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From Ian Varley <ivar...@salesforce.com>
Subject Re: How would you model this in Hbase?
Date Thu, 07 Feb 2013 14:00:08 GMT
Point well taken, Ulrich - I'm not very familiar with the domain here, but what you're saying
makes sense. These aren't "mistakes that are being corrected", they're really two different
pieces of information, and the difference between them is interesting in and of itself. In
that case, explicitly modeling it is definitely better. :)


On Feb 7, 2013, at 7:51 AM, Ulrich Staudinger wrote:

Hi there,

No offence meant Ian. I might also think too trading oriented.

You definitely want to have those numbers readily available and not as a
version. In retrospective, you will want to know by how much the actuals
were off. Or you will want to run a trading strategy against the actuals

It is the same with any of those macro figures.

Revised and initially reported are two separate types of information and
there is (usually) always a revised figure.

And when doing research, I wouldn't dare start with versioning unless it is
absolutely clear that the original value is wrong, void and worthless.


P.s. pardon for double posting an hour ago.
Am 07.02.2013 14:36 schrieb "Ian Varley" <ivarley@salesforce.com<mailto:ivarley@salesforce.com>>:

Overloading the time stamp aka the versions of the cell is really not a
good idea.

I agree in general, guys (and noted the dangers in my original post). I'd
note, however, that this may be one of the rare cases where this actually
*isn't* overloading the timestamp. If you look at the OP's question, this
really is two versions of a single value. The data originally came in as X,
then a month later it's revised to Y. If the majority of queries are going
to just ask "what's the latest value", then this will make it easy in
HBase, because that's the default behavior. And if you want to do a time
travel query, that too is easy (you just set the max date you'd like to
use). Doing either of those things with the reporting_month explicitly
factored into the model (in the key, say) is harder. (Not impossible, just
more complicated.)

In a relational database, you might model this as a simple "UPDATE econ SET
value = '2.5' WHERE figure='unemployment' AND month_reporting =
'2011-11-01'". But the downside there is you'd lose the old value, and
wouldn't be able to time travel. But in HBase you can.

Overloading the timestamp is a terrible idea if you make it mean something
other than "the date at which this data was valid". But that's not what's
happening here, that's exactly what he's looking for.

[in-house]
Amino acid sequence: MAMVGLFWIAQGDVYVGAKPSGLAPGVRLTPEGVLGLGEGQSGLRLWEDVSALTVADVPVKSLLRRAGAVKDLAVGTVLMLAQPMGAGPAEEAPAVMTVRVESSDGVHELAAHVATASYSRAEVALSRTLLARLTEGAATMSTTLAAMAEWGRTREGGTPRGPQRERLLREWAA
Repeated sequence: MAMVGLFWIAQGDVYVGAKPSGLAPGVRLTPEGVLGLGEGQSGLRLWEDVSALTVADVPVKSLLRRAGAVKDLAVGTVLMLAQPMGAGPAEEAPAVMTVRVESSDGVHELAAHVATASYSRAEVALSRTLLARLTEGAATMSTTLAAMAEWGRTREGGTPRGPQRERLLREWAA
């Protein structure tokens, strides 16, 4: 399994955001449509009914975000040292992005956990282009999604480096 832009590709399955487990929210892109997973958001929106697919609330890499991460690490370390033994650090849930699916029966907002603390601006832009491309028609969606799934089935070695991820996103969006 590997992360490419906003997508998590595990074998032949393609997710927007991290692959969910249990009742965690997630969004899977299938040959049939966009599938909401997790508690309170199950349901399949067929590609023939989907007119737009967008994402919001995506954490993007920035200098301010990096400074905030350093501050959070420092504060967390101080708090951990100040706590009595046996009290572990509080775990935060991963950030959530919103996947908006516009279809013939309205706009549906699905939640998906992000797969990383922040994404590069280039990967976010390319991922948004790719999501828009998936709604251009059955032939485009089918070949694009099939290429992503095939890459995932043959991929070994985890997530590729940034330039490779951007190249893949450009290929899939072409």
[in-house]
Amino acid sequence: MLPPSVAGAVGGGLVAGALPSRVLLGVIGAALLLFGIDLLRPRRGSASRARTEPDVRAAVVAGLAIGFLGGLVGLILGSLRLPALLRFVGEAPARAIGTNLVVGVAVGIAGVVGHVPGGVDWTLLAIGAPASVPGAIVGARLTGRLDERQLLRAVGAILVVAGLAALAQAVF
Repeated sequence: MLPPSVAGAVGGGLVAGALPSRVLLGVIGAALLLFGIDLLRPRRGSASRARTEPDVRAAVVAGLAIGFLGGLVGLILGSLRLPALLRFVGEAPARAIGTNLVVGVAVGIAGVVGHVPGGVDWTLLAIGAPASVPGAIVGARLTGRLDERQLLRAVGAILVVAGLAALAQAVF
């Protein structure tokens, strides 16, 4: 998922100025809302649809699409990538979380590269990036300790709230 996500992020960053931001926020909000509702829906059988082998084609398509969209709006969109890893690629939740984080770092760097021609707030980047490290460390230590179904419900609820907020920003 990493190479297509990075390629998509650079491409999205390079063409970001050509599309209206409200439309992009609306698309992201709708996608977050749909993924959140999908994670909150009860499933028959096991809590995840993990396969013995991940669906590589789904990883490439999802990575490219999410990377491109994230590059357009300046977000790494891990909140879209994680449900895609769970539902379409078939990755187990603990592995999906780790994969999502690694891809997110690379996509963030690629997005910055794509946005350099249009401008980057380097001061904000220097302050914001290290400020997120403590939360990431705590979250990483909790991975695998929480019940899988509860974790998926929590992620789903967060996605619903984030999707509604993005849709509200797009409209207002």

On Feb 7, 2013, at 1:26 AM, Ulrich Staudinger wrote:

On 02/06/2013 01:49 PM, Michael Segel wrote:

Overloading the time stamp aka the versions of the cell is really not a
good idea.

Fully agree.

Yeah, I know opinions are like A.... everyone has one. ;-)

Yeah, but some people share one.

But you have to be aware that if someone decides to delete some data...
well one tombstone marker for the column, goodbye all of the versions of
the cell.
(Any ideas on a clean easy way to remove that tombstone?  ;-)

You're better off using other methods of adding dimension to your cell.
One that works well is using Avro.

All the usual caveats apply: don't bother with HBase unless you've got
some serious size in your data (e.g. TB) and need to support a heavy load
of real-time updates and queries. Otherwise, go with something simpler to
operate like a relational database, couchdb, etc.

While this is a valid point for just storing it and working on your own
with data, there are reasons why you want to choose a data integration
platform (more on this later).

Back to the root discussion.

Why don't you simply identify the six different types of information per

- figure name (unemployment)
- month (reporting)
- release date
- figure
- revision date
- revised figure

the key would be:
<figure name>_<month>

en voila.

I strongly advise against "overloading" the timestamping/versioning feature
of hbase.

You would still have to load the entire series and sort it by what you
like, but that's not a problem with hbase.

Thinking in ActiveQuant, you would store each of the columns above through
it's IArchiveWriter. Then you can seamlessly view/chart it in the
ActiveQuant Master Server, making it available over CSV and SOAP to your
corporate intranet or to Excel through the AQ plugin.

Ulrich Staudinger

Connect online: https://www.xing.com/profile/Ulrich_Staudinger

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